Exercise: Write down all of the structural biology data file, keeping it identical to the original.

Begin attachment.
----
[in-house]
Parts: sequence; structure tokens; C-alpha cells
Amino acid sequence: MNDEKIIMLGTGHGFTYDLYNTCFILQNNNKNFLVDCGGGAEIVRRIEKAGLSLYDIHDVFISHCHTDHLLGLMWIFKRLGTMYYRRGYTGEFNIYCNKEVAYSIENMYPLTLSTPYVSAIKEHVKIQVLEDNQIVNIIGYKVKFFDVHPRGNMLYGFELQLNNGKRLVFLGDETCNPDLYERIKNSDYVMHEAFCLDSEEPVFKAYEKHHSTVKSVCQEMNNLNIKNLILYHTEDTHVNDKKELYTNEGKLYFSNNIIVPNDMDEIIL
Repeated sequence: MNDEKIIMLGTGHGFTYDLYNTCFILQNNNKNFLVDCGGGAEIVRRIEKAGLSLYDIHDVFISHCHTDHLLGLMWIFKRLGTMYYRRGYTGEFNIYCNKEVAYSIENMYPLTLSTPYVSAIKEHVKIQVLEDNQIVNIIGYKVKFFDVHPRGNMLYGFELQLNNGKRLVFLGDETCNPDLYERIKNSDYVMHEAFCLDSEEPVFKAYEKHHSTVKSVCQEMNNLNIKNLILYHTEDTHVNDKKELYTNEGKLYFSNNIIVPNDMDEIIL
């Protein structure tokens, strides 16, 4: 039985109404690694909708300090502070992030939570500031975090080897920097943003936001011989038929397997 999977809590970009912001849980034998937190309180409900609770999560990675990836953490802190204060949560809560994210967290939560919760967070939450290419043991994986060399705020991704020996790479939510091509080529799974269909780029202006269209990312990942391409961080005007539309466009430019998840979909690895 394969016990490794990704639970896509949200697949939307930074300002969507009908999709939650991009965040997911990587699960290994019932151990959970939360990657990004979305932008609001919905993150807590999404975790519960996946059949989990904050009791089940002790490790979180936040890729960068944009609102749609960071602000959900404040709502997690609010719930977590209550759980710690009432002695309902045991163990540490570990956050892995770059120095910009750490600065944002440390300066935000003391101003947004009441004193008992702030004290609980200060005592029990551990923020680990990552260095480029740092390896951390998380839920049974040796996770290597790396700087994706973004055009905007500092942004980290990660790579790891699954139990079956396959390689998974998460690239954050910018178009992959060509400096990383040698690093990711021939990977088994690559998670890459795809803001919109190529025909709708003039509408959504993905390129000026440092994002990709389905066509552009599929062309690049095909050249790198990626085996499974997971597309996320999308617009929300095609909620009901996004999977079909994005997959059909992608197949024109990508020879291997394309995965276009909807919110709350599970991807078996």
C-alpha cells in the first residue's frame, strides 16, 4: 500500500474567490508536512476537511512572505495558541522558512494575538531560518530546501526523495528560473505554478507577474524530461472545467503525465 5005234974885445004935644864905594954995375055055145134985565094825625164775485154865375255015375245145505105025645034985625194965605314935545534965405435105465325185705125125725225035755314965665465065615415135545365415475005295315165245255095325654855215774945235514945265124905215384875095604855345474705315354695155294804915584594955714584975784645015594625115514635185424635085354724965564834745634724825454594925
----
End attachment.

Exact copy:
[in-house]
Parts: sequence; structure tokens; C-alpha cells
Amino acid sequence: MNDEKIIMLGTGHGFTYDLYNTCFILQNNNKNFLVDCGGGAEIVRRIEKAGLSLYDIHDVFISHCHTDHLLGLMWIFKRLGTMYYRRGYTGEFNIYCNKEVAYSIENMYPLTLSTPYVSAIKEHVKIQVLEDNQIVNIIGYKVKFFDVHPRGNMLYGFELQLNNGKRLVFLGDETCNPDLYERIKNSDYVMHEAFCLDSEEPVFKAYEKHHSTVKSVCQEMNNLNIKNLILYHTEDTHVNDKKELYTNEGKLYFSNNIIVPNDMDEIIL
Repeated sequence: MNDEKIIMLGTGHGFTYDLYNTCFILQNNNKNFLVDCGGGAEIVRRIEKAGLSLYDIHDVFISHCHTDHLLGLMWIFKRLGTMYYRRGYTGEFNIYCNKEVAYSIENMYPLTLSTPYVSAIKEHVKIQVLEDNQIVNIIGYKVKFFDVHPRGNMLYGFELQLNNGKRLVFLGDETCNPDLYERIKNSDYVMHEAFCLDSEEPVFKAYEKHHSTVKSVCQEMNNLNIKNLILYHTEDTHVNDKKELYTNEGKLYFSNNIIVPNDMDEIIL
């Protein structure tokens, strides 16, 4: 039985109404690694909708300090502070992030939570500031975090080897920097943003936001011989038929397997 999977809590970009912001849980034998937190309180409900609770999560990675990836953490802190204060949560809560994210967290939560919760967070939450290419043991994986060399705020991704020996790479939510091509080529799974269909780029202006269209990312990942391409961080005007539309466009430019998840979909690895 394969016990490794990704639970896509949200697949939307930074300002969507009908999709939650991009965040997911990587699960290994019932151990959970939360990657990004979305932008609001919905993150807590999404975790519960996946059949989990904050009791089940002790490790979180936040890729960068944009609102749609960071602000959900404040709502997690609010719930977590209550759980710690009432002695309902045991163990540490570990956050892995770059120095910009750490600065944002440390300066935000003391101003947004009441004193008992702030004290609980200060005592029990551990923020680990990552260095480029740092390896951390998380839920049974040796996770290597790396700087994706973004055009905007500092942004980290990660790579790891699954139990079956396959390689998974998460690239954050910018178009992959060509400096990383040698690093990711021939990977088994690559998670890459795809803001919109190529025909709708003039509408959504993905390129000026440092994002990709389905066509552009599929062309690049095909050249790198990626085996499974997971597309996320999308617009929300095609909620009901996004999977079909994005997959059909992608197949024109990508020879291997394309995965276009909807919110709350599970991807078996």
C-alpha cells in the first residue's frame, strides 16, 4: 500500500474567490508536512476537511512572505495558541522558512494575538531560518530546501526523495528560473505554478507577474524530461472545467503525465 5005234974885445004935644864905594954995375055055145134985565094825625164775485154865375255015375245145505105025645034985625194965605314935545534965405435105465325185705125125725225035755314965665465065615415135545365415475005295315165245255095325654855215774945235514945265124905215384875095604855345474705315354695155294804915584594955714584975784645015594625115514635185424635085354724965564834745634724825454594925